To illustrate how these rules operate, consider the following example: You as an individual sold two investment properties in the same income year. The capital gain on Property 1 that is eligible for the 50% CGT discount is $400,000. The capital gain on Property 2 that is not eligible for any CGT discount is $300,000. You have carried forward capital losses of $500,000 and also incurred a current year capital loss of $50,000. Your net capital gain will be calculated as follows: Aggregated discountable capital gain = $400,000 Aggregated non-discountable capital gain = $300,000 Total carried forward and current year capital losses = $500,000 + $50,000 = $550,000 Net capital gain = ($300,000 - $300,000 of total capital losses) + [($400,000 - $250,000 of remaining total capital losses) x 50% discount] = $75,000 The $75,000 is added to your assessable income that is then reduced by any allowable deductions to which you may be entitled to arrive at your taxable income. Your tax liability for the year will then be calculated on the taxable income based on your marginal tax rates.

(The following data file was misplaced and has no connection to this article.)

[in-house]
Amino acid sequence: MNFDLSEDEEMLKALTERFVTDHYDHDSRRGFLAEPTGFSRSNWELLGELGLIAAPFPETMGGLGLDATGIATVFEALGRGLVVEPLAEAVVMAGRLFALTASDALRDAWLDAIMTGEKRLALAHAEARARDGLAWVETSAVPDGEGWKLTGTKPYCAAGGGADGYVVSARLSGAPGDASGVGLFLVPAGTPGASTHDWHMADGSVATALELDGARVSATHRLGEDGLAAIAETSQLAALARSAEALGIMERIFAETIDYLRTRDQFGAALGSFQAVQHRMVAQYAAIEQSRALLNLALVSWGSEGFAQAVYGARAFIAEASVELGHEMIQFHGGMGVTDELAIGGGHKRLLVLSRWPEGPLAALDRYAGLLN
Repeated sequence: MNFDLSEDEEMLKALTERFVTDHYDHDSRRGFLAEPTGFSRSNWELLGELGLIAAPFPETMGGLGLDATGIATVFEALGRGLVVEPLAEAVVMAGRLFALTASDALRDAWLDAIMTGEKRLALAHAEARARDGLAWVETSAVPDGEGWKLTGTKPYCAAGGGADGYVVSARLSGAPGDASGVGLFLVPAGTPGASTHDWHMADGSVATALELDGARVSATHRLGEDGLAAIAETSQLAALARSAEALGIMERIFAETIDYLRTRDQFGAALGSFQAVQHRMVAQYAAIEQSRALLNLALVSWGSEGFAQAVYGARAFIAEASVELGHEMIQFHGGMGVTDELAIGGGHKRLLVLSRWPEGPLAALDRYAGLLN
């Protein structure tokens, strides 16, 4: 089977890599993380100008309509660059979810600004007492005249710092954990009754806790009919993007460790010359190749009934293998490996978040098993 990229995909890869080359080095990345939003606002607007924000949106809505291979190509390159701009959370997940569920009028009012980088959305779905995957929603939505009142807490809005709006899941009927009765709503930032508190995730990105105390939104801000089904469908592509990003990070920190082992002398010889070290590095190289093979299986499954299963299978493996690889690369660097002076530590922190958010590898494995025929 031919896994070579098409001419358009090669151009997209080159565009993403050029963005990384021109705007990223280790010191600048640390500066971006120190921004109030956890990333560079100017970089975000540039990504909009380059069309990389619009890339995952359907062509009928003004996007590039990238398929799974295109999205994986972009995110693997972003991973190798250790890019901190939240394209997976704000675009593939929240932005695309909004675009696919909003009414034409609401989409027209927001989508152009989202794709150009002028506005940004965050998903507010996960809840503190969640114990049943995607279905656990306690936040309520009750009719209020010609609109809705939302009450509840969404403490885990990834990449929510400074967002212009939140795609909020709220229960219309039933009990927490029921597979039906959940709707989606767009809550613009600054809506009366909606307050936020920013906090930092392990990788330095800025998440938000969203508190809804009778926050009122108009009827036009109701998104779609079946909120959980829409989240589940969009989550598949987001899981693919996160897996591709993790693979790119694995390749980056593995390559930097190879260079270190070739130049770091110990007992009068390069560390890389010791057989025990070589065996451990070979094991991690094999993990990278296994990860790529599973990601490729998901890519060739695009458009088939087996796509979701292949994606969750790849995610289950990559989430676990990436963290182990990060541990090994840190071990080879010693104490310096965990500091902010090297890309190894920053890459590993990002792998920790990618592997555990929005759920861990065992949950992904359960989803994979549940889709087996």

Cost base

The cost base of a property includes a number of elements, which include:
  • The original purchase price of the property
  • The incidental costs on both the purchase and sale of the property (eg, stamp duty, legal costs, etc)
  • Capital expenditure to improve the property’s value
  • Costs to preserve or defend your title to the property